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J Comp Psychol. 2010 Aug;124(3):233-51. doi: 10.1037/a0019460.

A comparative view of face perception.

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Unit on Cognitive Neurophysiology and Imaging, Laboratory of Neuropsychology, National Institute of Mental Health, Bethesda, MD 20892, USA.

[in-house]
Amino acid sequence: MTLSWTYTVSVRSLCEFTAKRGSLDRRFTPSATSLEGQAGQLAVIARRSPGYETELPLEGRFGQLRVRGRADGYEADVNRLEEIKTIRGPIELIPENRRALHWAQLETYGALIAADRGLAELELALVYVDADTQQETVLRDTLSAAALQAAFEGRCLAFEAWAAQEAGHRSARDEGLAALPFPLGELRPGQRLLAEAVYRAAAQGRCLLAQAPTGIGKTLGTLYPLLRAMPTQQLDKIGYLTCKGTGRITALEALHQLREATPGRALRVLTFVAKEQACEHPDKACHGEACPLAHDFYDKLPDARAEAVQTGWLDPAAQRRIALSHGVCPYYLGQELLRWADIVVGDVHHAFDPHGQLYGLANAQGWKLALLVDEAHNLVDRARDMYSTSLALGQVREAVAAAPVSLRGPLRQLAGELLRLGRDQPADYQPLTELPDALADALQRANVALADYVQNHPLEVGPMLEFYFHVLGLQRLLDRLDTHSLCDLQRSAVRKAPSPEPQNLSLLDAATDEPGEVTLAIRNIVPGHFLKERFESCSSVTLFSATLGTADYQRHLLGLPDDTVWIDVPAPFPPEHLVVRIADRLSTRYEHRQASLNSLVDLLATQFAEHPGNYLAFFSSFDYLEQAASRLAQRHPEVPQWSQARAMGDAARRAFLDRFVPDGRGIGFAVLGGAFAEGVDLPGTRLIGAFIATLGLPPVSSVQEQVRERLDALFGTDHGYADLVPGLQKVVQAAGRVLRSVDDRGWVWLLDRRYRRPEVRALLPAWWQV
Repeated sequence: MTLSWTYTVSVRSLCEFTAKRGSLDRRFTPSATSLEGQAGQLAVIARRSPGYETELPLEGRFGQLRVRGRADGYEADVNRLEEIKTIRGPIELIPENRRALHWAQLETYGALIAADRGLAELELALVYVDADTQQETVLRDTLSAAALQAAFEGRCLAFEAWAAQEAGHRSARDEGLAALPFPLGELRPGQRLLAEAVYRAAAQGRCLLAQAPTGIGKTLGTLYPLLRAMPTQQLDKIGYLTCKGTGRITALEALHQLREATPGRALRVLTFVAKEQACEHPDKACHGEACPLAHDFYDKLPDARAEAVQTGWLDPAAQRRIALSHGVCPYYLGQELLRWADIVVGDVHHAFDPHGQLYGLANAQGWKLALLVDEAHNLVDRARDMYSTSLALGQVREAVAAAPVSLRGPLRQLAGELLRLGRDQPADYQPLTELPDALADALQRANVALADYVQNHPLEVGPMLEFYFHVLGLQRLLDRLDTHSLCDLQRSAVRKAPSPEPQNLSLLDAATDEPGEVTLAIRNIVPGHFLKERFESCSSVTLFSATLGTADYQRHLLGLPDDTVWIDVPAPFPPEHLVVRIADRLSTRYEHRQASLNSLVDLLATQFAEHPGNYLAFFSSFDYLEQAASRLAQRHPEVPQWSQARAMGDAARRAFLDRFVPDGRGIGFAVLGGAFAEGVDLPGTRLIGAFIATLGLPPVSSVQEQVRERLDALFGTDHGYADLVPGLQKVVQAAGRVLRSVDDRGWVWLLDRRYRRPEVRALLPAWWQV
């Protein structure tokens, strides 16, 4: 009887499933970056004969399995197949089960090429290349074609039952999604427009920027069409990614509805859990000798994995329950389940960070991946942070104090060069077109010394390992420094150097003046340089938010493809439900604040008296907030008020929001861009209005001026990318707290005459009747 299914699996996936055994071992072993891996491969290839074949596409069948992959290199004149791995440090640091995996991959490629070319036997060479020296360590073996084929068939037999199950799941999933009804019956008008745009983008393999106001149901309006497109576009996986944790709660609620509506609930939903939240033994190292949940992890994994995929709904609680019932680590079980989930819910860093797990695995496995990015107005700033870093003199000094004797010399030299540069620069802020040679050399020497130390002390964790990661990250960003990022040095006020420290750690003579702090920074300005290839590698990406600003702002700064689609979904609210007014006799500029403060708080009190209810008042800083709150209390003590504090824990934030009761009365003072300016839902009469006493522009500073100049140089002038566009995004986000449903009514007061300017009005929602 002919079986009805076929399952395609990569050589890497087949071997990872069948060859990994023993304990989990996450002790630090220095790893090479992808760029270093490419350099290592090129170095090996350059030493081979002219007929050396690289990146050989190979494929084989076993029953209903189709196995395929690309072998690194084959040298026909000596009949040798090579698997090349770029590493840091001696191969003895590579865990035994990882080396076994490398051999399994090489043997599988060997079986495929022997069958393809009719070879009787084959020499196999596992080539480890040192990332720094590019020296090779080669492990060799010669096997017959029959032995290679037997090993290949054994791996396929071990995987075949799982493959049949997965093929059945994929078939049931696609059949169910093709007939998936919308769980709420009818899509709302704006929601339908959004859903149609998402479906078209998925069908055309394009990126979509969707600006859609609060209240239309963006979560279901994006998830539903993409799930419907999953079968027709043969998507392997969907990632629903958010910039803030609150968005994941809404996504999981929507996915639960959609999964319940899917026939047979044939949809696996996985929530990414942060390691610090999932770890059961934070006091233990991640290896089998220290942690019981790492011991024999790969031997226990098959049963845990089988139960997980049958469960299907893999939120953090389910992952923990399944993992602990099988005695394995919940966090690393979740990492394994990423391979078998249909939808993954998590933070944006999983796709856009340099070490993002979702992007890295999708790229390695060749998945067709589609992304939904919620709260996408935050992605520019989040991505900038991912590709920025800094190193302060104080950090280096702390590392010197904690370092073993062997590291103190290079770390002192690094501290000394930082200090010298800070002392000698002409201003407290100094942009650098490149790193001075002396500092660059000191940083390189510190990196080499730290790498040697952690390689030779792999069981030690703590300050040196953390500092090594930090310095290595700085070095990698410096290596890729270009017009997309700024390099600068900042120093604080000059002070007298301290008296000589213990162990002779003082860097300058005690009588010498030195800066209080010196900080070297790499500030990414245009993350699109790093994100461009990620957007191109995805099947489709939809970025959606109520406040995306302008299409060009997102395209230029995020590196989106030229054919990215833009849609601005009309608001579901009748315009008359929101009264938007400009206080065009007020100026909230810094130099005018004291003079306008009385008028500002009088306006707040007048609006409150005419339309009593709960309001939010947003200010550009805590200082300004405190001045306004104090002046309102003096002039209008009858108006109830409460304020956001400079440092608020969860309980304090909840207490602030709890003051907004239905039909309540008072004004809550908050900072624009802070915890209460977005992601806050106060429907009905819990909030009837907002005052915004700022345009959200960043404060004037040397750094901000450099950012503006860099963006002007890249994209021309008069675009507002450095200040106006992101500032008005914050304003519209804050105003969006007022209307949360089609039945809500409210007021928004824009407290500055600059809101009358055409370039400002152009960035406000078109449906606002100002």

Face perception serves as the basis for much of human social exchange. Diverse information can be extracted about an individual from a single glance at their face, including their identity, emotional state, and direction of attention. Neuropsychological and functional magnetic resonance imaging (fMRI) experiments reveal a complex network of specialized areas in the human brain supporting these face-reading skills. Here we consider the evolutionary roots of human face perception by exploring the manner in which different animal species view and respond to faces. We focus on behavioral experiments collected from both primates and nonprimates, assessing the types of information that animals are able to extract from the faces of their conspecifics, human experimenters, and natural predators. These experiments reveal that faces are an important category of visual stimuli for animals in all major vertebrate taxa, possibly reflecting the early emergence of neural specialization for faces in vertebrate evolution. At the same time, some aspects of facial perception are only evident in primates and a few other social mammals, and may therefore have evolved to suit the needs of complex social communication. Because the human brain likely utilizes both primitive and recently evolved neural specializations for the processing of faces, comparative studies may hold the key to understanding how these parallel circuits emerged during human evolution.

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